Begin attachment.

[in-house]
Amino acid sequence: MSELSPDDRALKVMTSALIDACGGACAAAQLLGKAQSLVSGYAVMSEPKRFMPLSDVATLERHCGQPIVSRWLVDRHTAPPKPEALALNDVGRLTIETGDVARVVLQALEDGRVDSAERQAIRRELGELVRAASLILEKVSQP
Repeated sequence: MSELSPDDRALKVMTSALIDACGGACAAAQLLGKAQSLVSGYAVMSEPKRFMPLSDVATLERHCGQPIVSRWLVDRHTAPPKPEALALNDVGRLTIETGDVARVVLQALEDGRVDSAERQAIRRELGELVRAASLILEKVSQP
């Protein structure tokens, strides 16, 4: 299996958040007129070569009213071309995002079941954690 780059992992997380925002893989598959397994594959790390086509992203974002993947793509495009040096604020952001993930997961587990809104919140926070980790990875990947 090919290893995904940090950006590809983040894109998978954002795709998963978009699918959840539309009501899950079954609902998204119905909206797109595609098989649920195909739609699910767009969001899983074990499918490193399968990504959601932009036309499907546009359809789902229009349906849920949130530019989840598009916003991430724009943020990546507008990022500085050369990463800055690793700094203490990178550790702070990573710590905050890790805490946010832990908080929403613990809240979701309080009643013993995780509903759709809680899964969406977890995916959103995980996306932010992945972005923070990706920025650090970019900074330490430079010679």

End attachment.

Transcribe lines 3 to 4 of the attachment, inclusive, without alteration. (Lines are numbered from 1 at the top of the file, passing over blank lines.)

Repeated sequence: MSELSPDDRALKVMTSALIDACGGACAAAQLLGKAQSLVSGYAVMSEPKRFMPLSDVATLERHCGQPIVSRWLVDRHTAPPKPEALALNDVGRLTIETGDVARVVLQALEDGRVDSAERQAIRRELGELVRAASLILEKVSQP
């Protein structure tokens, strides 16, 4: 299996958040007129070569009213071309995002079941954690 780059992992997380925002893989598959397994594959790390086509992203974002993947793509495009040096604020952001993930997961587990809104919140926070980790990875990947 090919290893995904940090950006590809983040894109998978954002795709998963978009699918959840539309009501899950079954609902998204119905909206797109595609098989649920195909739609699910767009969001899983074990499918490193399968990504959601932009036309499907546009359809789902229009349906849920949130530019989840598009916003991430724009943020990546507008990022500085050369990463800055690793700094203490990178550790702070990573710590905050890790805490946010832990908080929403613990809240979701309080009643013993995780509903759709809680899964969406977890995916959103995980996306932010992945972005923070990706920025650090970019900074330490430079010679």